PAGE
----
FIRST Robotics Robots Inspire the Next Generation of Scientists
As a member of LECO’s software R & D team, Kevin Russell works alongside talented engineers and scientists every day. But outside of LECO, you’ll often find him spending time with another group of innovative thinkers—the high school students he mentors as part of the FIRST Robotics Competition.
The FIRST (For Inspiration and Recognition of Science and Technology) Robotics Competition is an annual challenge designed to help students discover the excitement of science, technology, engineering, and math. Kevin is one of 12 mentors for team 2959, called the CW-Tech Robotarians (www.cwtechrobotarians.org), which is made up of about 35 students from six area high schools: Coloma, Watervliet, Lake Michigan Catholic, Grace Christian, Michigan Lutheran, and Eau Claire. Among the team’s members are Kevin’s daughters, Alice and Jessica, who attend Lake Michigan Catholic High School.
When most people hear about the FIRST Robotics Competition, they might immediately picture the actual competition element of the program. In this year’s competition, for instance, students participated in a challenge in which their robots were evaluated on throwing Frisbees and climbing pyramids on the playing field. But there’s so much more that happens behind the scenes.
“At the competition, it’s not only competing with your robot, but explaining how you built it,” Kevin said. “You see them learning a lot more than just robots. A lot of kids have been inspired—it can create a passion.”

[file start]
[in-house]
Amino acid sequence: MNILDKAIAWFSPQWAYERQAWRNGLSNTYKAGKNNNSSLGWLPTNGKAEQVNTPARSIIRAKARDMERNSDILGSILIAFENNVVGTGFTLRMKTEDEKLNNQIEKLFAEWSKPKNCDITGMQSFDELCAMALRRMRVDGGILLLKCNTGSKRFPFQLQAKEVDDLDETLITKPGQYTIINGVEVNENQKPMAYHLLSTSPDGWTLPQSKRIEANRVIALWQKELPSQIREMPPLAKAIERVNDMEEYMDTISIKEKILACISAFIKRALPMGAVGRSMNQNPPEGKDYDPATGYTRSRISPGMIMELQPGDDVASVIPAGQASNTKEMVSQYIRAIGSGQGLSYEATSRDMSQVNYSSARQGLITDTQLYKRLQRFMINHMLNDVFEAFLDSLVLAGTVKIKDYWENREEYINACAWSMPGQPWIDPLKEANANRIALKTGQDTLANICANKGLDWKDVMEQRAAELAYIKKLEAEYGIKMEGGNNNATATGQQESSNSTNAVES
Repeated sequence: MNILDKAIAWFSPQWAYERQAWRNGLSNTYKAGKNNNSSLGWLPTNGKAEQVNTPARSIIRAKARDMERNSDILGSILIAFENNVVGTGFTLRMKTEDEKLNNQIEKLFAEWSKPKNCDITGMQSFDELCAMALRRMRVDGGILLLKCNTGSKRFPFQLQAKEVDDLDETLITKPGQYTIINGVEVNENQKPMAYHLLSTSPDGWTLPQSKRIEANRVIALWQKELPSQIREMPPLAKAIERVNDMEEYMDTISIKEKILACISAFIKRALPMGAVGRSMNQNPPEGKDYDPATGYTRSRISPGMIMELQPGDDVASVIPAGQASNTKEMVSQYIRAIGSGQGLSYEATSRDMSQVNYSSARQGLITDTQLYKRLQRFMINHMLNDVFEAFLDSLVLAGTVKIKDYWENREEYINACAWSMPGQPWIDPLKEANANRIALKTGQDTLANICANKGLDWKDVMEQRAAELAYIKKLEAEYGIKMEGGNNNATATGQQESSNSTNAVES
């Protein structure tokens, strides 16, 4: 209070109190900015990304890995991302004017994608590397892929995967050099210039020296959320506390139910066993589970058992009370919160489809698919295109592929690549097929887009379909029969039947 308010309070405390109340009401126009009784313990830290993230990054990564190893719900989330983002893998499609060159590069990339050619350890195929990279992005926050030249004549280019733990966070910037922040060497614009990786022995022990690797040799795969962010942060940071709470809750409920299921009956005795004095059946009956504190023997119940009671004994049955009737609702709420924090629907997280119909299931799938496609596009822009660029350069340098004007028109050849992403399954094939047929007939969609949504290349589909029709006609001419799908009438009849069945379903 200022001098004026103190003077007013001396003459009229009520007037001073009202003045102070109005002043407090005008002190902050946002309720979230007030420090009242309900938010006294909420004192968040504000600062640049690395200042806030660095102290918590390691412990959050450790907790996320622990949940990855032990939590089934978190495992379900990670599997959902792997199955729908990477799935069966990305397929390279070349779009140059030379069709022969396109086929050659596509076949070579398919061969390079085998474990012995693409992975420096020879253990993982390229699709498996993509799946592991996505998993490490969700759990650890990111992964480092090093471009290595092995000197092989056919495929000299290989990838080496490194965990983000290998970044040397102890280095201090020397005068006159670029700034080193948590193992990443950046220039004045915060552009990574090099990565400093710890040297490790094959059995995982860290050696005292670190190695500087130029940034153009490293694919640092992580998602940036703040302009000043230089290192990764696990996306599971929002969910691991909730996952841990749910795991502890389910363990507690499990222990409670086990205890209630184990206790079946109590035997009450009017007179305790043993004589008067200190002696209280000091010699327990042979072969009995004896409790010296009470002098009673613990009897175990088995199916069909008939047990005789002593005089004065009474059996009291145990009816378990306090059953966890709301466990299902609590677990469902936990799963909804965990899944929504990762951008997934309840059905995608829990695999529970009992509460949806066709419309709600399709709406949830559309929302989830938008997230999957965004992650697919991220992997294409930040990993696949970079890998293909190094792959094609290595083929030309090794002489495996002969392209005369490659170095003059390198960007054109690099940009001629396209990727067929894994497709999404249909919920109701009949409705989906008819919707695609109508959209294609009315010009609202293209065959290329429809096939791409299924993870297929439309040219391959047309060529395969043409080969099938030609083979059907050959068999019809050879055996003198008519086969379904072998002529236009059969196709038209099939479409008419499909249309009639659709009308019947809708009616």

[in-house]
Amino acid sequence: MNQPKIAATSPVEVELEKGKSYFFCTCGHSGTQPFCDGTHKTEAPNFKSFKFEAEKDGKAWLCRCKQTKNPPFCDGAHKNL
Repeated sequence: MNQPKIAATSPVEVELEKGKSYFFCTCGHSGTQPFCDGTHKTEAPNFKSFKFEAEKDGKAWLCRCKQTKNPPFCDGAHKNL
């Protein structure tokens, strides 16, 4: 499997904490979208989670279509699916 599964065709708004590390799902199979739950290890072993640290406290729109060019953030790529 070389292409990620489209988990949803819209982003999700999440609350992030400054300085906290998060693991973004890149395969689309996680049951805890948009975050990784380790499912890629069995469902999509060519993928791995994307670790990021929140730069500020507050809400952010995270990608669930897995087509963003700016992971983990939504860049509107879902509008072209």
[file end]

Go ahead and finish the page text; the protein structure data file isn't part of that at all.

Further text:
Prior to the competition, students spend a grueling six weeks designing, building, programming, and testing their robots. Participants also learn to run the team like a business by developing marketing materials, raising funds to cover costs, and managing safety issues. While mentors like Kevin are available to lend support, it’s up to the participants to apply their skills to the project.
“I’ve enjoyed the teaching aspect of helping the kids learn the software and control side,” Kevin said. “Some of the kids are brand-new to it, some are more experienced, but it’s always the kids doing the work.”
Their hard work paid off. The CW-Tech Robotarians had a successful season, earning recognition in areas such as quality, safety, and innovation. Their alliance even took home top honors at the district competition, which was held for the first time in St. Joseph. The team qualified for the international competition in St. Louis, where they earned a medal as finalists in their field and had a chance to meet competitors from not just FIRST Robotics, but also FIRST Tech Challenge (seventh- and eighth-grade) and FIRST Lego League (fourth- to sixth-grade).
“The kids met teams from across the US and the world as they checked out all the activity in the pits,” Kevin said. “My daughters got the biggest kick out of cruising the FIRST Lego League pits and talking with the younger kids, many who were from outside the US.”
(This article was originally posted in Leco’s newsletter and was printed with permission.